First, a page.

Outlast ReviewDeveloper: Red Barrels
Hallowe'en seems to have come early for the games industry this year. Only last week Amnesia: A Machine For Pigs well and truly disturbed us in typically atmospheric albeit mechanically restricted fashion. But Amnesia isn't the only freak-show to roll into town this month. At almost exactly the same time of Amnesia's released, an unknown developer known as Red Barrels rather abruptly launched their debut title, Outlast. Having played both, it has to be said, the small team of former Ubisoft designers from Montreal have rather stolen Amnesia's thunder.
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Not only is Outlast more terrifying than being trapped in a confined space with the entire cast of The Only Way Is Essex, it's also a great game, finding numerous novel ways to keep the player involved beyond having things occasionally jump out at you and shout "boo". Add to that excellent visual and sound design alongside some occasionally stellar writing, and you've got the best horror game of the last few years.
Now, the premise is not exactly an original one. Ridiculously named and astoundingly stupid freelance journalist Miles Upshur receives an anonymous tip that there have been some nefarious goings on at the Mount Massive Insane Asylum, which for years has lain abandoned until it was recently taken over by a secretive research branch of the Murkoff Corporation. So naturally Miles decides to investigate. Alone. At Night. During a Storm. With nothing to defend himself but a video camera and the thickness of his own skull. It's frankly surprising that he has the mental capacity to write at all.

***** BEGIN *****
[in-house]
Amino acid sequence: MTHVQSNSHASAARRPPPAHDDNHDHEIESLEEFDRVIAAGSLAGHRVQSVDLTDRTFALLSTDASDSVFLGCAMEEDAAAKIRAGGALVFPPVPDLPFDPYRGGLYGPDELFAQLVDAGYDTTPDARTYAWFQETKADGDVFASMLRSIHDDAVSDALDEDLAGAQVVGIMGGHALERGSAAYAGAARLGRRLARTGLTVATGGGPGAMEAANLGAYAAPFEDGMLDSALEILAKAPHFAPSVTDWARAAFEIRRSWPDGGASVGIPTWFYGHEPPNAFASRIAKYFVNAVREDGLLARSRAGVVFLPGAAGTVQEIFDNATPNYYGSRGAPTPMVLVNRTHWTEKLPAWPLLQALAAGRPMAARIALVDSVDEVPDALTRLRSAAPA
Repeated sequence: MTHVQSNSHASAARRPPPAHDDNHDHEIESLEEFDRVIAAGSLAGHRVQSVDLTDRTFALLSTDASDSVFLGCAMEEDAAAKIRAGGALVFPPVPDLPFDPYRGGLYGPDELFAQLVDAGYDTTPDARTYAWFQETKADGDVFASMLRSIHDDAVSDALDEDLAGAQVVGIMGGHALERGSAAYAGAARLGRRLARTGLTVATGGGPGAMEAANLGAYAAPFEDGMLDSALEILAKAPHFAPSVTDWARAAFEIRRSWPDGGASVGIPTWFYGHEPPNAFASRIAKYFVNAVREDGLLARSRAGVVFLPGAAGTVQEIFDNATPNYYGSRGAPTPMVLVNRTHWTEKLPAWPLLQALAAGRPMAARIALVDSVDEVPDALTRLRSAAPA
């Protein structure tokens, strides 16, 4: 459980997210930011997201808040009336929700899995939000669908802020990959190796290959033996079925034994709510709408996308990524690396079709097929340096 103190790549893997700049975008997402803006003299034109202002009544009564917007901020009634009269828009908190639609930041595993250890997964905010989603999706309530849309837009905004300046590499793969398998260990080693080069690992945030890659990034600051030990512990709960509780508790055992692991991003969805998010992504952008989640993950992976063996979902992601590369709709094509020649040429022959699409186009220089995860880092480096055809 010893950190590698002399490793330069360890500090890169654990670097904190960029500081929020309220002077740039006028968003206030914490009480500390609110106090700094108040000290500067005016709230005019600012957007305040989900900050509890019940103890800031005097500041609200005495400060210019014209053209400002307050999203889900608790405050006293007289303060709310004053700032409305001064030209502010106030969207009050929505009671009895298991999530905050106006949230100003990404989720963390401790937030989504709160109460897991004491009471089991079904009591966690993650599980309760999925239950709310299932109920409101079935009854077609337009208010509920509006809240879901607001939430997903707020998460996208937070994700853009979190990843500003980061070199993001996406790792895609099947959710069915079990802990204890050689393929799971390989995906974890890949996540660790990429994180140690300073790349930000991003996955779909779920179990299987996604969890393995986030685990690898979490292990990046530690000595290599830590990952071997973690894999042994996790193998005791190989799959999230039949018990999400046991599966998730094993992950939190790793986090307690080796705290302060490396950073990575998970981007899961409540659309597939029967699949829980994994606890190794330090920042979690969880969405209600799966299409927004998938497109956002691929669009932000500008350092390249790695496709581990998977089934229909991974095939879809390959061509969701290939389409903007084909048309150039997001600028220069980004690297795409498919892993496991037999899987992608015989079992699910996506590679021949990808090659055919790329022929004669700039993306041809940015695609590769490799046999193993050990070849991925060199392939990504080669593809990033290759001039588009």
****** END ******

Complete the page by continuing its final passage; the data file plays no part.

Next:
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While Miles isn't exactly a paragon of journalistic common sense or basic personal safety, playing as him is fantastic. Miles' body is fully rendered a-la Mirror's Edge, and the attention to detail on his movements and interactions is very impressive indeed. Click on a door to open it and Miles will lean down and grab the doorknob. If the door happens to be locked, he'll test it, rattling the frame. Lean around a corner, or squeeze through a narrow gap, and Miles will put his hand on the wall.
These little details add enormously to your sense of place, making you feel physically present, which of course also makes you feel more vulnerable. And it's a heck of a place. The Mount Massive Asylum is a sprawling, mazy Victorian mansion with as many layers of history as it has floors. Red Barrels have created a game-space that is as rich and varied as logic will allow, although it does go some way beyond logic toward the end. Furthermore, while the game is ultimately linear, there are enough side-rooms and cubbyholes to make you feel like you're exploring, and not simply progressing through a series of levels.
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This isn't a historic guided tour, however. Within five minutes of getting inside the Asylum, Miles realises the enormity of the mistake he's made, and immediately begins to search for an exit. This of course turns out to be rather more difficult than walking out the front door. The horror in Outlast is a little more reliant on blood and shocks than Amnesia's use of Lovecraftian techniques. But Outlast also gives you much more reason
to be afraid. You're frequently being either hunted or chased, and to evade what lurks and lumbers around the Asylum, you'll need to hide underneath beds and in cupboards like a child afraid of the dark.